The Iranian Threat to the U.S. Navy May Be Overblown
The Islamic Republic Iranian Navy runs toward larger, more expensive and more capable ships, and has rebuilt more slowly. Even as late as 2007, the IRIN’s principal warships were three Vosper Mk. 5 frigates of the Alvand class. Built in the late 1960s and displacing only 1,100 tons, four ships were built, but one, Sahand, was destroyed during Operation Praying Mantis. Other ships included ten out of twelve Combattante II–class missile corvettes purchased before the war from France, and domestically manufactured copies, all equipped with Chinese Ying Ji C-802 antiship missiles. The Navy also controls three Kilo-class attack submarines purchased from Russia and fourteen North Korean Yono-class midget submarines, the same kind that sank the South Korean corvette Cheonan in 2010.
Over the last ten years IRIN has apparently enjoyed slightly better funding, adding eleven more missile ships armed with C-704 and C-802 missiles. The Navy has also commissioned two new Jamaran-class frigates, copies of the Vosper frigates that are armed with a seventy-six-millimeter gun, three twenty-millimeter and forty-millimeter cannon, Standard antiair missiles, torpedoes, and C-704 or C-802 missiles. Four more Jamarans are under construction, and seven Sina fast-attack craft are under construction to replace the Combattantes.
Iran’s long coastline, astride some of the most important waterways in the world, makes land-based antiship missiles a useful weapon. The country has batteries of C-802 missiles, as well as local variants Ghadir and Ghader, with ranges of 120, two hundred and three hundred kilometers, respectively. The Iranian Revolutionary Guard Aerospace Forces, which control most of the country’s ballistic missiles, tested antiship ballistic missiles capable of striking enemy warships at sea in March of this year. These missiles are believed to have a range of thirty kilometers and the ability to home in on enemy radars.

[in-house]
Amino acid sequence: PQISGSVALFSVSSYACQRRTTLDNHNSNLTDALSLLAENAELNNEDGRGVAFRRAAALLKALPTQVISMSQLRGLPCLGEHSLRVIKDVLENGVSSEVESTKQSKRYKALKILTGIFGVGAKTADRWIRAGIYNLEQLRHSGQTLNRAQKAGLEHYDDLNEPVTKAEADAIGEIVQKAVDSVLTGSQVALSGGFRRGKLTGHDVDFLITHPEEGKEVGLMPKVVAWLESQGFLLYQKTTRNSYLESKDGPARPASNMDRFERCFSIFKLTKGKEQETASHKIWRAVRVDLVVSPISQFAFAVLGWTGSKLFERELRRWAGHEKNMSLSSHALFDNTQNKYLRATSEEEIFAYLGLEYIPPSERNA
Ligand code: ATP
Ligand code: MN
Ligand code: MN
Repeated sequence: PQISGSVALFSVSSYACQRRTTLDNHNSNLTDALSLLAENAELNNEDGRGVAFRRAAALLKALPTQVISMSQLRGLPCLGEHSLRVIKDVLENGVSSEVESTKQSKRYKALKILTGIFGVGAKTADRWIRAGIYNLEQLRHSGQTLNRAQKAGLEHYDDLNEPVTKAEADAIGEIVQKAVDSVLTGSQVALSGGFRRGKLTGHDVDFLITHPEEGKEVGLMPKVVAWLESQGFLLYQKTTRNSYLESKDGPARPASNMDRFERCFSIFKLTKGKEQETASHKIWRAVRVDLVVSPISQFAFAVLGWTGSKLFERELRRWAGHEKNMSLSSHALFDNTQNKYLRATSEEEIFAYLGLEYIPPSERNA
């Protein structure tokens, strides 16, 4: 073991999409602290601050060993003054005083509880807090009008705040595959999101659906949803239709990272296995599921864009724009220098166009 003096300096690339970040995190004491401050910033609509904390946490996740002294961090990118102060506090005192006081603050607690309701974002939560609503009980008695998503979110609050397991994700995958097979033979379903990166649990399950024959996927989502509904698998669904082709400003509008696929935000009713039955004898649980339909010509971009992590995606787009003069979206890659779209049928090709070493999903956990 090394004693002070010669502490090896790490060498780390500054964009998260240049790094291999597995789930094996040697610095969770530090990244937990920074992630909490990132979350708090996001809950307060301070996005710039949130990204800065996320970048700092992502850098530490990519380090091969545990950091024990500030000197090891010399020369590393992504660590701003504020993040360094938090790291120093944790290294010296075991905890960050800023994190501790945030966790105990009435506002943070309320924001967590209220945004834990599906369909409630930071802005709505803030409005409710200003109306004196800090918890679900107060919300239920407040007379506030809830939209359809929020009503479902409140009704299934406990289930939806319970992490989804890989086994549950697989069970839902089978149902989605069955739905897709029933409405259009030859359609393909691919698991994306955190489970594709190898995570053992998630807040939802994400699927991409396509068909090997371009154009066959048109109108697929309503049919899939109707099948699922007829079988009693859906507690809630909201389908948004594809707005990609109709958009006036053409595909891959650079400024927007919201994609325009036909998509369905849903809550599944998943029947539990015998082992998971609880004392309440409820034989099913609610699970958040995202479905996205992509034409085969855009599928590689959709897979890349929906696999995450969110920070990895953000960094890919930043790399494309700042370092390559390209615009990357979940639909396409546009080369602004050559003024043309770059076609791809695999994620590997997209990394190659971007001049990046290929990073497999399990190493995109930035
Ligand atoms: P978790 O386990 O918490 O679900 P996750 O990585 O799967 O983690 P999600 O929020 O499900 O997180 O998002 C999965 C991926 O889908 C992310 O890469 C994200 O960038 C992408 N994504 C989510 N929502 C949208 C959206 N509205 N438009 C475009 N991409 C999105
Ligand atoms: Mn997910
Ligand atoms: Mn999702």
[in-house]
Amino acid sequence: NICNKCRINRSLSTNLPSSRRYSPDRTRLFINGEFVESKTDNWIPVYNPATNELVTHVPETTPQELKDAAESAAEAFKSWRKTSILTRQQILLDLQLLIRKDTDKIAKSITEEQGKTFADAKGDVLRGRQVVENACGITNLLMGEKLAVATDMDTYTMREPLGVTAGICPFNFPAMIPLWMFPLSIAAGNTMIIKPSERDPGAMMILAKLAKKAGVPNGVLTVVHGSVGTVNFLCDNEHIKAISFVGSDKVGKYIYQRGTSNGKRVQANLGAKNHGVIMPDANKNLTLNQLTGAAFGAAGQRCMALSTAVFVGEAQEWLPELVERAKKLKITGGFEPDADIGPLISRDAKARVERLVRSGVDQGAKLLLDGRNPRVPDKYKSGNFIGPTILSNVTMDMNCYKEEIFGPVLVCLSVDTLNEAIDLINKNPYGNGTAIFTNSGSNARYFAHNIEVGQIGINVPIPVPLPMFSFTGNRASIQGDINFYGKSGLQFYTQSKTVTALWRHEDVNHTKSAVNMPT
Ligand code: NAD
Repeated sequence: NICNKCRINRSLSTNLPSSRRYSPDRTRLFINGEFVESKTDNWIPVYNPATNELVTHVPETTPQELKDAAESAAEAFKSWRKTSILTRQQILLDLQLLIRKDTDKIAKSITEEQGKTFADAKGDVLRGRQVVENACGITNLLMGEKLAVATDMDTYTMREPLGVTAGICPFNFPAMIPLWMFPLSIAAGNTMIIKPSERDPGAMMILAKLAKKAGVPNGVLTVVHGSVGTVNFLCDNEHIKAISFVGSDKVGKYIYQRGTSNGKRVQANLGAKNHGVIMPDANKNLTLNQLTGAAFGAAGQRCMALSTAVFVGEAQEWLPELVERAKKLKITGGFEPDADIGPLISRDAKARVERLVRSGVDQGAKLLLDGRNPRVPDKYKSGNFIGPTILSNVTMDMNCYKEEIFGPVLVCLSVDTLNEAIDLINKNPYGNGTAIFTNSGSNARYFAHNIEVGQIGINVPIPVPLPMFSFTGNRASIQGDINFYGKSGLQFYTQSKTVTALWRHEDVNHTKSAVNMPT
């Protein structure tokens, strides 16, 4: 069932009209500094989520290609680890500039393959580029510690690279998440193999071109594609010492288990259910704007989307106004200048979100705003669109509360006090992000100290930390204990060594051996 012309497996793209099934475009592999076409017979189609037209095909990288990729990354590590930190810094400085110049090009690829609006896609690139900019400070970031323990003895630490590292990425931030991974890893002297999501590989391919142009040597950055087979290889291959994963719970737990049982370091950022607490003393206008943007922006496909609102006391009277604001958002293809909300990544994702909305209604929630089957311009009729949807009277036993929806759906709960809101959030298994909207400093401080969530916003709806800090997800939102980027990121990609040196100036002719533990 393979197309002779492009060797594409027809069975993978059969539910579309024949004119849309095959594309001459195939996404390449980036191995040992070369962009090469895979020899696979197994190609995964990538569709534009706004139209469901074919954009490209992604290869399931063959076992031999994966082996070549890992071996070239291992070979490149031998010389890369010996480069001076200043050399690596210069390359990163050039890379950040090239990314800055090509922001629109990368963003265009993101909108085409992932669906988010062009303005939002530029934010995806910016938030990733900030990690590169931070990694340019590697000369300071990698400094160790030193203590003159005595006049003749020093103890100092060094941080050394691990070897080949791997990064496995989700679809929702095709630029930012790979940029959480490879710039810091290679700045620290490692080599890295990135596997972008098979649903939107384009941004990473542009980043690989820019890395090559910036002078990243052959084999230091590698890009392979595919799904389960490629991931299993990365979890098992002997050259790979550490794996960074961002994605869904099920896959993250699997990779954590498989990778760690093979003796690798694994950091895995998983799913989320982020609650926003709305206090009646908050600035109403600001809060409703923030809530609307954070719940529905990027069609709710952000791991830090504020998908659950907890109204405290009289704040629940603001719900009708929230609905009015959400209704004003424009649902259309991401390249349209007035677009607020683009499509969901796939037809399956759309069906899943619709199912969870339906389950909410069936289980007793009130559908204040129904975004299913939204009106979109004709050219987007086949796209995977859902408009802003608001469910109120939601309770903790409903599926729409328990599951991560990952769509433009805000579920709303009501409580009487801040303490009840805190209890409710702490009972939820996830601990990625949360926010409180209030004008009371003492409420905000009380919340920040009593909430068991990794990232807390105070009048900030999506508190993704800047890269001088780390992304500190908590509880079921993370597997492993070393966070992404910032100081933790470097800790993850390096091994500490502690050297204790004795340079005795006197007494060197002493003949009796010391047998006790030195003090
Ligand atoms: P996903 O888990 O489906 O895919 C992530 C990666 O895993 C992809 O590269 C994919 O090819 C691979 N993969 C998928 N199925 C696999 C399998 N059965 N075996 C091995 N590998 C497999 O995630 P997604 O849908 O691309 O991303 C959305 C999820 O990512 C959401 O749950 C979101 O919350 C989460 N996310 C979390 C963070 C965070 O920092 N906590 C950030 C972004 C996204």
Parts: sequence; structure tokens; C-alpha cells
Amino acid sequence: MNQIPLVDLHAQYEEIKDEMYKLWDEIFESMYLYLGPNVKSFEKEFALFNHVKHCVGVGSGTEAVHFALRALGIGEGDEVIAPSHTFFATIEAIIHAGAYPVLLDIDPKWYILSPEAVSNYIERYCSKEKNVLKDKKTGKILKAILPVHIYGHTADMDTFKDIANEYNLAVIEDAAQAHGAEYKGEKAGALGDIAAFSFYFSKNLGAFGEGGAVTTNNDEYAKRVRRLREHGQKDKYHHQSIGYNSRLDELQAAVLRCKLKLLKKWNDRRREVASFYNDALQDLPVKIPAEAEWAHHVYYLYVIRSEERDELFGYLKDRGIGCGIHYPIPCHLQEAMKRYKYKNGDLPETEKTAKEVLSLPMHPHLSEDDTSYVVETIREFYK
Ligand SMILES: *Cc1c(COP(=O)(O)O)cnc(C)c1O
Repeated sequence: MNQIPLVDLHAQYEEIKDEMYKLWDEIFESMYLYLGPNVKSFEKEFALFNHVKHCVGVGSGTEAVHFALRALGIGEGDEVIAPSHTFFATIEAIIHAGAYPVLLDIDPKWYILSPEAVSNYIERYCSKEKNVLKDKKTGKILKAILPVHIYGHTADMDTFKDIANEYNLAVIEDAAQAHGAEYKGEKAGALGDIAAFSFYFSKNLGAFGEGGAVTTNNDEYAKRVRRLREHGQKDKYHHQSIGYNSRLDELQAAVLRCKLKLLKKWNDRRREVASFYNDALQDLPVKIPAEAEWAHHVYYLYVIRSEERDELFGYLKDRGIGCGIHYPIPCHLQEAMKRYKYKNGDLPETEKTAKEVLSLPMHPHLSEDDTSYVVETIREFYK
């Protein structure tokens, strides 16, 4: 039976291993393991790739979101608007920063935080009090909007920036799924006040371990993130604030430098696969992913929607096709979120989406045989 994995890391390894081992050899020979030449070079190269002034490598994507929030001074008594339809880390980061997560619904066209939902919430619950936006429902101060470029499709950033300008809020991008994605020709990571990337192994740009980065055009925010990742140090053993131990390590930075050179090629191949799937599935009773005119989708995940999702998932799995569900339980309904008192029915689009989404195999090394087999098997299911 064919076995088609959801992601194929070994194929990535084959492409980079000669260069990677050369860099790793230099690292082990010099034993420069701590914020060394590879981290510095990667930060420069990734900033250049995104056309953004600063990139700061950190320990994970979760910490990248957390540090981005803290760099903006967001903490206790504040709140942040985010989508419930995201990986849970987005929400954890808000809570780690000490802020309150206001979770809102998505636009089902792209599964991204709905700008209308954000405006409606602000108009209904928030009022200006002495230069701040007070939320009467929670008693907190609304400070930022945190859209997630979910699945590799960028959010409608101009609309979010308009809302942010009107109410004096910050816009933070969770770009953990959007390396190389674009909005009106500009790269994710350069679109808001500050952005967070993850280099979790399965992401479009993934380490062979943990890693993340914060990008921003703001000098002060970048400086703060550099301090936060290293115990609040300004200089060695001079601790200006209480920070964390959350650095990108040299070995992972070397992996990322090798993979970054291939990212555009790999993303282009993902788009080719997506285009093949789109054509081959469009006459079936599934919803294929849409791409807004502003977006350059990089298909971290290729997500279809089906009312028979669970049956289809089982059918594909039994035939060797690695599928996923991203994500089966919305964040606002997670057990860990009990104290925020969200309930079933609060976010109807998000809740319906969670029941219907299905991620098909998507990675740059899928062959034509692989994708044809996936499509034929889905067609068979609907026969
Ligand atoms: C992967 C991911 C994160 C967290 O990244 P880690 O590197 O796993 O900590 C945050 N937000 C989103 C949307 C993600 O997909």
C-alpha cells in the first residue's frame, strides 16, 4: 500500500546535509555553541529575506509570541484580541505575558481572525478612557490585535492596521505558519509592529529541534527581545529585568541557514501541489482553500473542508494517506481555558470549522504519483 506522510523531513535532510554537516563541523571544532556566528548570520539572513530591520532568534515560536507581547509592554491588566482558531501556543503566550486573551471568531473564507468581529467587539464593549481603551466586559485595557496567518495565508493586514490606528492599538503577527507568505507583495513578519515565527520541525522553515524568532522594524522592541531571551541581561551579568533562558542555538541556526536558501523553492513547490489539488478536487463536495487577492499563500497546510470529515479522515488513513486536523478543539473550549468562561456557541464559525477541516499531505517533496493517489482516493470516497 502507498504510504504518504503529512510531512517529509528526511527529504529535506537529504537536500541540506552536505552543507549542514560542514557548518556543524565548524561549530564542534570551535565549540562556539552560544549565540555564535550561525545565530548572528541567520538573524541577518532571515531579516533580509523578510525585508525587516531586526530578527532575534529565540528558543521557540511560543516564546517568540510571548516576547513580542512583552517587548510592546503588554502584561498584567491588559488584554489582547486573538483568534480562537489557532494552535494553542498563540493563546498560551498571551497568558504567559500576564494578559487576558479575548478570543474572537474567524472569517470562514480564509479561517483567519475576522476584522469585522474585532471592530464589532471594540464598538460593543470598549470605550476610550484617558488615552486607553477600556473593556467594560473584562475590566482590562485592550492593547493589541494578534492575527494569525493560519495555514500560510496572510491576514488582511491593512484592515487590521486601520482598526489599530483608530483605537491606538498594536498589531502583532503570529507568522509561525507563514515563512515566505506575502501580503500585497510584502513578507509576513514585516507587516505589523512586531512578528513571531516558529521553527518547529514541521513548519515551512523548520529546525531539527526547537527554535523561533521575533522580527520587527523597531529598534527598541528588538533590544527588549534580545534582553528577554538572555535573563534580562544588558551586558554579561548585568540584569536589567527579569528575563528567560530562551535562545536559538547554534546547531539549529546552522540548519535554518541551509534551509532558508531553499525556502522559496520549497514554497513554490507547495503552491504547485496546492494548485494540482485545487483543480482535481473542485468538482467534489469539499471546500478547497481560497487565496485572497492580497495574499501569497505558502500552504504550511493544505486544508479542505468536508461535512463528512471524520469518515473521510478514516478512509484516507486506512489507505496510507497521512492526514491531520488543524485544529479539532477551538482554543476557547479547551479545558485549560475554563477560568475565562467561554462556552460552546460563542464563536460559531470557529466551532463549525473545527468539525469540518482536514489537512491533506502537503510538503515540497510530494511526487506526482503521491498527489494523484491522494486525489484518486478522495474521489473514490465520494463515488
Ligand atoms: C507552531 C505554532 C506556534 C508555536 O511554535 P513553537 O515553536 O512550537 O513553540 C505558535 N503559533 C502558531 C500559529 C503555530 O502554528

The IRIN and the IRGC have separate responsibilities. The IRGC is responsible for defending Iran and controlling naval operations west of the Strait of Hormuz, while the IRIN is responsible for operation east of the strait and beyond. A zone of shared responsibility exists directly at the strait, within the vicinity of the coastal city of Bandar Abbas. Most countries would maintain a single naval force to patrol all of Iran’s southern waterways, and maintaining two separate naval forces is unnecessarily bureaucratic. That said, the IRGC is a deeply influential arm of the modern Iranian government and cannot simply be wished away.
Iran’s naval forces constitute a key part of the country’s defense. They are also likely active in Iran’s support of Yemen’s Houthi rebels, but the extent of such support is unknown. While it might be easy to discount such a lightweight force, the Islamic Revolutionary Guards Corps Naval Forces and the Islamic Republic of Iran Naval Forces have numbers on their side and the ability to mount complex, multidirectional attacks with antiship missiles against much larger foreign naval vessels. They are a small, but potent, threat to any foreign navy that might stand in their way.
Kyle Mizokami is a defense and national-security writer based in San Francisco who has appeared in the Diplomat, Foreign Policy, War is Boring and the Daily Beast. In 2009 he cofounded the defense and security blog Japan Security Watch. You can follow him on Twitter: @KyleMizokami.
This article originally appeared in October 2017.
Image: U.S. Navy